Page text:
tistical analyses and contributed all to the preparation of
the manuscript. Additionally, PIJ participated in the
design of the study. All authors read and approved the
final manuscript.
Acknowledgements
Haemoscope Corporation, Niles, IL is acknowledged for support.
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) and inter-individual (CV
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®
Platelet Mapping™ assay variables (see text) in blood
donors.
MA
Thrombin
MA
Fibrin
MA
ADP
MA
AA
CV
a
(%) 3.5 5.2 6.6 4.5
CV
g
(%) 2.8 4.7 26.2 6.6
Page 4
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Page 5
    • "We found frequent (more than 75% of patients) and severe qualitative platelet dysfunction on TEG ® –PM in our patient cohort. The platelet dysfunction found on TEG ® –PM measures in our patient cohort was more pronounced compared to the routine TEG ® –PM evaluation of healthy adults and children with congenital heart defect before cardiopulmonary bypass (CPB) (13, 19 ). The qualitative platelet dysfunction was more common and pronounced to ADP-mediated aggregation compared to AA-mediated aggregation . "
    [Show abstract] [Hide abstract] ABSTRACT: Background: Bleeding complications are common and decrease the odds of survival in children supported with extracorporeal membrane oxygenation (ECMO). The role of platelet dysfunction on ECMO-induced coagulopathy and resultant bleeding complications is not well understood. The primary objective of this pilot study was to determine the incidence and magnitude of platelet dysfunction according to thromboelastography (TEG(®))-platelet mapping (PM) testing. Methods: Retrospective chart review of children <18 years old who required ECMO at a tertiary level hospital. We collected TEG(®)-PM and conventional coagulation tests data. We also collected demographic, medications, blood products administered, and clinical outcome data. We defined severe platelet dysfunction as <50% aggregation in response to an agonist. Results: We identified 24 out of 46 children on ECMO, who had TEG(®)-PM performed during the study period. We found the incidence of severe bleeding was 42% and mortality was 54% in our study cohort. In all samples measured, severe qualitative platelet dysfunction was more common for adenosine diphosphate (ADP)-mediated aggregation (92%) compared to arachidonic acid (AA)-mediated aggregation (75%) (p = 0.001). Also, ADP-mediated percent of platelet aggregation was significant lower than AA-mediated platelet aggregation [15% (interquartile range, IQR 2.8-48) vs. 49% (IQR 22-82.5), p < 0.001]. There was no difference in kaolin-activated heparinase TEG(®) parameters between the bleeding group and the non-bleeding group. Only absolute platelet count and TEG(®)-PM had increased predictive value on receiver operating characteristics analyses for severe bleeding and mortality compared to activated clotting time. Conclusion: We found frequent and severe qualitative platelet dysfunction on TEG(®)-PM testing in children on ECMO. Larger studies are needed to determine if the assessment of qualitative platelet function by TEG(®)-PM can improve prediction of bleeding complications for children on ECMO.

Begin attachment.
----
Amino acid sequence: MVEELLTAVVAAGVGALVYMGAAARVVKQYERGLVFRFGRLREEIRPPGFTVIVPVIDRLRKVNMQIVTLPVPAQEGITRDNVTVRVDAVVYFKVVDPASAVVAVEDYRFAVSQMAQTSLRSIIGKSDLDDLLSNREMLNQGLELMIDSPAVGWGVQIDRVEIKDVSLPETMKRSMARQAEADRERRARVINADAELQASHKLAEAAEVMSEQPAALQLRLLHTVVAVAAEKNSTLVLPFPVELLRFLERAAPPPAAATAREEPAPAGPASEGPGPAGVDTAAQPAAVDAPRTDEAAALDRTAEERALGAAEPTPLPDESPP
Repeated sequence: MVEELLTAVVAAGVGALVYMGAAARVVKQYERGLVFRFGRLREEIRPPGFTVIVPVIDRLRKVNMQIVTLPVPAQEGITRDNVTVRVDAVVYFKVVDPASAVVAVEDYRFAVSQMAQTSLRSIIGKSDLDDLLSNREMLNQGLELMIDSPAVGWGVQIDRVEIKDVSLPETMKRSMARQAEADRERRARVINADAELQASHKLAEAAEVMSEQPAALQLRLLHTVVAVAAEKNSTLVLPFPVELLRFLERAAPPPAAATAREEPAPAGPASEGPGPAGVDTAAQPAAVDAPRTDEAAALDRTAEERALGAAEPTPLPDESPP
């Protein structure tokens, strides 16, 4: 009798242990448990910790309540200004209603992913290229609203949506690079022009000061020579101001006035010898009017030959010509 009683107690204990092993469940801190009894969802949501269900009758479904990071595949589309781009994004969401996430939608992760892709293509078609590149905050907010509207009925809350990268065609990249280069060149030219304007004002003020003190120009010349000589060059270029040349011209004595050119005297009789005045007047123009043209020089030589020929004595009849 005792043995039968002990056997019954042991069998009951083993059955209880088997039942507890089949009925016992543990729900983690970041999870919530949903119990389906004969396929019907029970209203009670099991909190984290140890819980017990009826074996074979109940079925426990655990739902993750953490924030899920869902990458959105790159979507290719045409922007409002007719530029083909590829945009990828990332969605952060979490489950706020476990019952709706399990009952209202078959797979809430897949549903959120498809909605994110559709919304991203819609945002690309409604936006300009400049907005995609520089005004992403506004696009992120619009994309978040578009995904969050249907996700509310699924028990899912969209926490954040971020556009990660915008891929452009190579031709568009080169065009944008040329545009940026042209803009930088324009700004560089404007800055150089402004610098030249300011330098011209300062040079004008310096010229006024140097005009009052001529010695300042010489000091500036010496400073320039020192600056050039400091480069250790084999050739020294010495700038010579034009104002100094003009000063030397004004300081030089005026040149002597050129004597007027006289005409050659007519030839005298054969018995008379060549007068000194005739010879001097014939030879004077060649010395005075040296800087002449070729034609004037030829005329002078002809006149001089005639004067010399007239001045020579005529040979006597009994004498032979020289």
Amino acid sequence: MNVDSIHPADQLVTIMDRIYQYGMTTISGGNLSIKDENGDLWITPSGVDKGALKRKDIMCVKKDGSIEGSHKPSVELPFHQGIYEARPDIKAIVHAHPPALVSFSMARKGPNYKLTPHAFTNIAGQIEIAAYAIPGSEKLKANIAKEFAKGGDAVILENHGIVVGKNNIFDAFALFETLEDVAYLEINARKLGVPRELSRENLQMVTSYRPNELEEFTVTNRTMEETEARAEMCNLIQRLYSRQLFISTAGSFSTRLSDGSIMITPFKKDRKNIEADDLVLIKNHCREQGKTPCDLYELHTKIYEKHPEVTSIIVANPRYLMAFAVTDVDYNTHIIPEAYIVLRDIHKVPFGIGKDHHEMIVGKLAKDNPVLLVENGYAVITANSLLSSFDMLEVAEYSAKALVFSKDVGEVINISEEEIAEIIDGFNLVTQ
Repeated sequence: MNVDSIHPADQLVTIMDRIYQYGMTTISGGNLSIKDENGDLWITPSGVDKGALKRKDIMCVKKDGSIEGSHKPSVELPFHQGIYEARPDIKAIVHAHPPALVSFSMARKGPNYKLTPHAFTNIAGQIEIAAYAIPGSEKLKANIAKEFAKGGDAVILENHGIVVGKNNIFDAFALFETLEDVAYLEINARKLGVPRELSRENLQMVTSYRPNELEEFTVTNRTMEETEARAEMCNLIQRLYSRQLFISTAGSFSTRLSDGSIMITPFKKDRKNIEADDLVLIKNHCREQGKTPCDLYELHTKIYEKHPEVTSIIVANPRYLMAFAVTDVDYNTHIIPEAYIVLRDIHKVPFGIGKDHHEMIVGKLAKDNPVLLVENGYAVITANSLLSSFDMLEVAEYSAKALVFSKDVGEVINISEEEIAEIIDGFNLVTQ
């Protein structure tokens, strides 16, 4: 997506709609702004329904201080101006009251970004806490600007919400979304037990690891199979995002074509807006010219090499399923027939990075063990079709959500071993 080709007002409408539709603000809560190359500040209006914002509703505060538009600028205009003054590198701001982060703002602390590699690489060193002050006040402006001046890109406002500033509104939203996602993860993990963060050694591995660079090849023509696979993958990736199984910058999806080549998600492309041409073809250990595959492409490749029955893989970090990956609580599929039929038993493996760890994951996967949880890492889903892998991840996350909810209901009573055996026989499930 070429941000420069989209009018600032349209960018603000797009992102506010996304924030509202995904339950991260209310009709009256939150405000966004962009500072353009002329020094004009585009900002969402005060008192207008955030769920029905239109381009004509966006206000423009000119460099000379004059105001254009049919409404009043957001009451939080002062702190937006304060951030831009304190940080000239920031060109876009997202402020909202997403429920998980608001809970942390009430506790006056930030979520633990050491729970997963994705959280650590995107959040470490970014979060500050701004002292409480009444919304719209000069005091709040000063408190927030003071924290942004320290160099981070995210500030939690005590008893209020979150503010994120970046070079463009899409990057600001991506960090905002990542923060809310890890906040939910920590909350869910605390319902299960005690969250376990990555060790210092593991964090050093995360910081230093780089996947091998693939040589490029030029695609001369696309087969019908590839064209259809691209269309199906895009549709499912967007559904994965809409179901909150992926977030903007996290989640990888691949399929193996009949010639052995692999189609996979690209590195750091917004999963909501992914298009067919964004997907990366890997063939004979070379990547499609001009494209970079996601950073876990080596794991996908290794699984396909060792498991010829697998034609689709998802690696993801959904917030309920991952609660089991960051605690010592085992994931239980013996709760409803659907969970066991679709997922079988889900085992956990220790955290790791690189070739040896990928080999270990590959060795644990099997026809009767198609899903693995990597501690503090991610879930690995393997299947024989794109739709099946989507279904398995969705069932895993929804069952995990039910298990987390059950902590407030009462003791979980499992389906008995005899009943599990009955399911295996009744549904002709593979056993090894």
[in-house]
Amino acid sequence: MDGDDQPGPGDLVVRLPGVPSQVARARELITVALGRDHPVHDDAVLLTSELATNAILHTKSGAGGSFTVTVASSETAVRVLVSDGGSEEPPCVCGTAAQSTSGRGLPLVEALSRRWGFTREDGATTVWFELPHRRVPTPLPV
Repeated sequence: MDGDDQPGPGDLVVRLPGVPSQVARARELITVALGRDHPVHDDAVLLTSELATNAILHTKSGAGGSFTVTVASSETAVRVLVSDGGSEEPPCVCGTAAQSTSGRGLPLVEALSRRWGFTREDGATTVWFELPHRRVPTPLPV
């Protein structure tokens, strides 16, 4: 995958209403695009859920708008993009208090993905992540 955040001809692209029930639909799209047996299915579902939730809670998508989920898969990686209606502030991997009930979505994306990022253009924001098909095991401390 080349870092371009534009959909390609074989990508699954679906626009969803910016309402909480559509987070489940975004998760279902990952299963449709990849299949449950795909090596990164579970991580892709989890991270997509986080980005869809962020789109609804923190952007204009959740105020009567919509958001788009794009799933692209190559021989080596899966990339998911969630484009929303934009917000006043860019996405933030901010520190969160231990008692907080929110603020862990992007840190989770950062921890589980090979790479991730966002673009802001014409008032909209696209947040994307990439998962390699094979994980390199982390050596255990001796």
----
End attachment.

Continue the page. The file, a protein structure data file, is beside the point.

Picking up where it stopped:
Full-text · Article · Jan 2016
    • "In the area of cardiology, the use of TEG has expanded into monitoring of patients on antithrombotic therapy, such as GP IIb/IIIa antagonists or aspirin [1,11]. Given the immense variability in ADP receptor expression through the species , TEG is particularly useful in patients who appear to be " non-responders " to anti-thrombotic therapy as it permits ex vivo optimization of treatment [11,12]. The platelet mapping assay, a modification of TEG using some of the reagents inTable 1 , may be useful for predicting blood loss in patients who underwent CPB [13]. "
    [Show abstract] [Hide abstract] ABSTRACT: Analyzing coagulability often hinges on patient surveillance using prothrombin time (PT) or international normalized ratio (INR) and activated partial thromboplastin time (aPTT) to monitor the extrinsic and intrinsic coagulation pathways, respectively A more complete assessment, however, can often be obtained using thromboelastography (TEG), a coagulation assay that evaluates the efficiency of clot formation, as well as the viscoelastic properties of the clot. Developed by Dr. Helmut Hartert in 1948 at the University of Heidelberg, it provides information regarding hemostasis as a dynamic process [1,2]. Here, the TEG technique will be described, as well as its current applications and future directions for its use.
    Full-text · Article · Jan 2013
    • "The INR, aPTT, and platelet counts were performed in the hospital central laboratory. TEG and TEG Platelet Mapping (TEG/PM) Platelet function was determined using the TEG plateletmapping assay (Haemonetics, Niles, IL) [27] . A heparinized blood sample was collected and 360 ll of the blood sample was placed into pre-warmed cups of the TEG analyzer, followed by 10 ll of the prepared activator solution, comprised reptilase, factor XIIIa, and phospholipids (Haemonetics, Niles, IL). "
    Full-text · Article · Sep 2012